For some reason I didn’t feel much better.
“You don’t usually work this shift.” Tagrod observed.
I made a conscious effort to blink. “You noticed?”
Tagrod smiled, but didn’t show me his teeth. “My dear, every Lorca can’t help but notice the Lhassa around them. An old instinct, you understand—don’t be frightened.”
I made my eyes flick towards the feed slaves, who were absently stuffing their faces with sautéed crimson slugs. They hadn’t even given me so much as a glance since I’d sat down.
Tagrod picked up on the gesture and nodded. “All my slaves are voluntary. Their families are handsomely paid. I’m sorry if they make you uncomfortable.”
I shook my head. “No. No, it’s all right.”
Tagrod purred at a low, powerful volume that made my body shiver. “So pleasant to meet a Lhassa who understands. So few of your kind can rise above their instincts. Our two species are interdependent. Your people have provided the numbers and done all the great labor. We Lorca have provided the vision. Like all good predators, we drove our prey to greatness.”
It was an old tale—the famous refrain of the oppressor: “but where would you be without me?” I know more about this than even the Lhassa do. Intelligent blobs of omnivorous, asexual goo do not advance well in a society full of so-called higher-order beings. My people eat trash in waste dumps and everybody thinks they’ve done us a favor. I wasn’t even spoken to by one of the Great Races until I was nearly a full cycle old, even though I worked in a restaurant like this one, surrounded by people. I was paid in table scraps.
“Are you all right?” Tagrod asked.
I realized I had been neglecting my facial expressions. I went back to work, batting my long eyelashes and smoothing my mane with one hand. “Sorry. I was just…just remembering something.”
The Dryth guard who had patted me down returned from some kind of errand. He leaned over and whispered in Tagrod’s ear. I turned my head away, making it look like I was watching the stage, but I focused most of my attention on the Dryth’s lips. I didn’t catch it all, but I caught the gist.
“Othrick tells me that you aren’t even on the schedule today, Tal.” Tagrod reached down and speared a slug with a single talon. He popped it in his mouth, again giving me a chance to see those impressive teeth. “Is this true?”
I curled my neck in the Lhassae gesture of embarrassment. “Yes.”
“Then what are you doing here?” Othrick asked, his hand resting on the ornately carved butt of his multipistol.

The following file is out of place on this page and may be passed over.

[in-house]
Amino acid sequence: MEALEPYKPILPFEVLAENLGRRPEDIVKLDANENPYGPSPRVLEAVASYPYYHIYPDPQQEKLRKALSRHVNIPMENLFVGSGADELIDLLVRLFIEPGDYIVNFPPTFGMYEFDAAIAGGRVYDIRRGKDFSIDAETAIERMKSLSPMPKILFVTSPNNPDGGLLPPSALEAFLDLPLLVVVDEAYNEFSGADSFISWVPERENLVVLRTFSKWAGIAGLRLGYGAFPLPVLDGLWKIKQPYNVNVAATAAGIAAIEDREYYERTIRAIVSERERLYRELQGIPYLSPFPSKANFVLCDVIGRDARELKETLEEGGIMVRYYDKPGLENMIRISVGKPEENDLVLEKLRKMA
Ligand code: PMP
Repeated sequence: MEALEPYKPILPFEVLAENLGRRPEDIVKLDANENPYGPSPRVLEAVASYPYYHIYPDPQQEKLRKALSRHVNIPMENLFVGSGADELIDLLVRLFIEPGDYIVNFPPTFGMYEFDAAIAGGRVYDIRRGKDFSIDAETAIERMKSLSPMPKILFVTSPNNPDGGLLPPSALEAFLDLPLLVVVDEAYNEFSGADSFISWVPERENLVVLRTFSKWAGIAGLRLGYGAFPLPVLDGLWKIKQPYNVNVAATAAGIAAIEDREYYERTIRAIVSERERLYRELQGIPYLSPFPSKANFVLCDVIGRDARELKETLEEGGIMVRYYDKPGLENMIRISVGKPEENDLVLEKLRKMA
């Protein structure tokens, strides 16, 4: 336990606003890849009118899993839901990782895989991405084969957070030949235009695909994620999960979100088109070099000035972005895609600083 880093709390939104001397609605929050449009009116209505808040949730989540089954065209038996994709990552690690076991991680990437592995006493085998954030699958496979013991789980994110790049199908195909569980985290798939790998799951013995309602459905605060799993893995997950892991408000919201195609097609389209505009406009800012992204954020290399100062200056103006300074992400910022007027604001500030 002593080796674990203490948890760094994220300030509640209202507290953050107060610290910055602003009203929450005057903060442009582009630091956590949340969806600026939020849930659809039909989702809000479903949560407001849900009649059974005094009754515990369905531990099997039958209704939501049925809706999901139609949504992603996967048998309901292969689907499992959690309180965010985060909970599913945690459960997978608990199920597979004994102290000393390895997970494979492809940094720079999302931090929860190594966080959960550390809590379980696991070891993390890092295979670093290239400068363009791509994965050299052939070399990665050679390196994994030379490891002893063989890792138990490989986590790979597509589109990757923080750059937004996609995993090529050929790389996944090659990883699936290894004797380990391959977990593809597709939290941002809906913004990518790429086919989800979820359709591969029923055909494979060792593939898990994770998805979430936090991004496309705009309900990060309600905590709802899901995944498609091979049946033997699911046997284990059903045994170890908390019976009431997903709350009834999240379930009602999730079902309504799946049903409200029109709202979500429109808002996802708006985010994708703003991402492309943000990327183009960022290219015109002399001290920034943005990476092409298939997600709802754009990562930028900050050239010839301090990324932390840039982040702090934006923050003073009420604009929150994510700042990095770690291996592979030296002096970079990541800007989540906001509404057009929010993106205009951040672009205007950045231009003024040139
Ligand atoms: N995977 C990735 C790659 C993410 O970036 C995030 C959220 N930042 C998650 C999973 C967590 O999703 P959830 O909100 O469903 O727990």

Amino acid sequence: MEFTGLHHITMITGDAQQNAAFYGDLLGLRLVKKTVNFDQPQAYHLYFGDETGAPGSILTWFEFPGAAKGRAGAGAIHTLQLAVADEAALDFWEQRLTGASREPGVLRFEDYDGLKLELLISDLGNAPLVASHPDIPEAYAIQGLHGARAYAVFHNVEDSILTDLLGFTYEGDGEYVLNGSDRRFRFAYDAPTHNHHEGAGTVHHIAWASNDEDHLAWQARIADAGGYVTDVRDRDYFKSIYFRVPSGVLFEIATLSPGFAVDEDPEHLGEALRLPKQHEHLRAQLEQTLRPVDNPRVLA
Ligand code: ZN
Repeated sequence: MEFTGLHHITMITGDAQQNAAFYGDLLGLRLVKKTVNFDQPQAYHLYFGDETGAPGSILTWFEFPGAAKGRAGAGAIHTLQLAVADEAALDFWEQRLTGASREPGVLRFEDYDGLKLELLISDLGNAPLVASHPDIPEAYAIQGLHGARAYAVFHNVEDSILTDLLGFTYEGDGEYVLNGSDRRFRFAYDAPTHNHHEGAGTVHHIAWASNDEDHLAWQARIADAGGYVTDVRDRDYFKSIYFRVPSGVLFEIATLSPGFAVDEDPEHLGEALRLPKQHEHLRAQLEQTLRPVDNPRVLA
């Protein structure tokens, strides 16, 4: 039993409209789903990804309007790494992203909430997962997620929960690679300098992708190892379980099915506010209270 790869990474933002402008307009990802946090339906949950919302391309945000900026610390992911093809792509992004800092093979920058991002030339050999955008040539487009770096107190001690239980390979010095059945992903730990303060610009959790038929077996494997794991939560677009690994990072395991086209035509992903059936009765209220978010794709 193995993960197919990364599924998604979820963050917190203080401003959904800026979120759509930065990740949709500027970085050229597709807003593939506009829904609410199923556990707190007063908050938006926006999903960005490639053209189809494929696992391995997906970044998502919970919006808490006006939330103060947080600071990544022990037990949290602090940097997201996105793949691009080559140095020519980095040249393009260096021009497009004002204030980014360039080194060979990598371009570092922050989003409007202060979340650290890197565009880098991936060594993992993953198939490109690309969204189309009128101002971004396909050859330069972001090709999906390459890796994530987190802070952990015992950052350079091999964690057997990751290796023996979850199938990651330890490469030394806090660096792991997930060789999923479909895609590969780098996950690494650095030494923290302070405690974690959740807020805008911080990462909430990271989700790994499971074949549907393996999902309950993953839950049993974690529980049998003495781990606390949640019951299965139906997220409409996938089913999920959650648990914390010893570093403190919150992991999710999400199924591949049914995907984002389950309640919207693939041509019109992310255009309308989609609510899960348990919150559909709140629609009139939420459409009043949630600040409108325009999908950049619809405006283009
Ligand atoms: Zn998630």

“Forgive Othrick,” Tagrod said, grinning. “He always suspects that a Lhassa is planning to kill me. We’re friends, though—aren’t we?”
I shrugged. “I suppose.”
The big Lorca nodded. “Good, good. I’m glad.” He leaned forward, sniffing me with his broad nostrils. “You smell strangely.”
“I wear perfume.”
Tagrod grunted. “I don’t think that’s it.”
I stood ready to pop the multipistol out of my chest and drill the giant merchant at the slightest sign of the Dryth going for their weapons or of those big talons reaching out for me. Had I underestimated the Lorcan olfactory abilities, or maybe Tagrod had had them boosted somehow? It didn’t matter. I made my face look confused; I decided to reel him in a little early: “I’m sick.”
“I see.” Tagrod hummed. “Is it serious?”
I mimicked embarrassment as best I could. I leaned close, but not too close—no free Lhassa gets too close to a Lorca willingly—and stage-whispered. “I had an accident. A couple organs were ruined real bad. I got some germline engineered replacements, but…”
“But they’re losing integrity, aren’t they?” Tagrod shook his mammoth head and clicked his muscular tongue. “A cheap clinic, poor standards. Probably promised you the stars, didn’t they?”
I hung my head. “Yeah…pretty much.”
A single talon caught me by the chin, but so gently that it was barely a caress. Soft pressure made me raise my head and meet the grand, yellow eyes of the Lhassa’s ancient predator. “Which organs, pretty Tal?”
“Both kidneys, a liver, part of my heart…” I tried to whip up some tears, but I’ve never had the knack—no really effective valves for that kind of thing in my external membranes. I settled, instead, for a shuddering sigh.
Tagrod frowned at this for a moment, then rolled his massive shoulders in a Lorcan shrug. “That sounds like quite an accident.”
“There are a lot of accidents on Sadura.” I shot back, putting a little steel into my voice. I was letting the big fish play with the line now, giving him some slack to drag out. If he thought the catch was too easy or if he smelled a trap, my hook wouldn’t set.
Tagrod hummed. “Quite true.”
Everybody at the table was watching me. Othrick and the other Dryth were ready for action, probably worried I had a sliverblade secreted in my marsupium or something. The Thraad had both his eyestalks trained on me, his tentacles quivering with a kind of academic interest at my behavior. Even the feed slaves had finished their feasting and were eyeing me with expressions that were probably unreadable even for other Lhassa, let alone me. I wondered what that was about—was I competition of some kind? Did they hope Tagrod would devour me before themselves?
“Tell me, Tal, why did you come to see me?” Tagrod asked. He folded his arms.
Carefully, carefully…“I was interested in speaking with you. You don’t seem as cruel as…as…”
“As you’ve heard Lorca to be?” Tagrod laughed sharply. “Charming, simply charming. This truly is the planet of the adventurous, isn’t it?”
I bowed my head in acceptance of his praise. It never hurt to stoke the ego of an apex predator.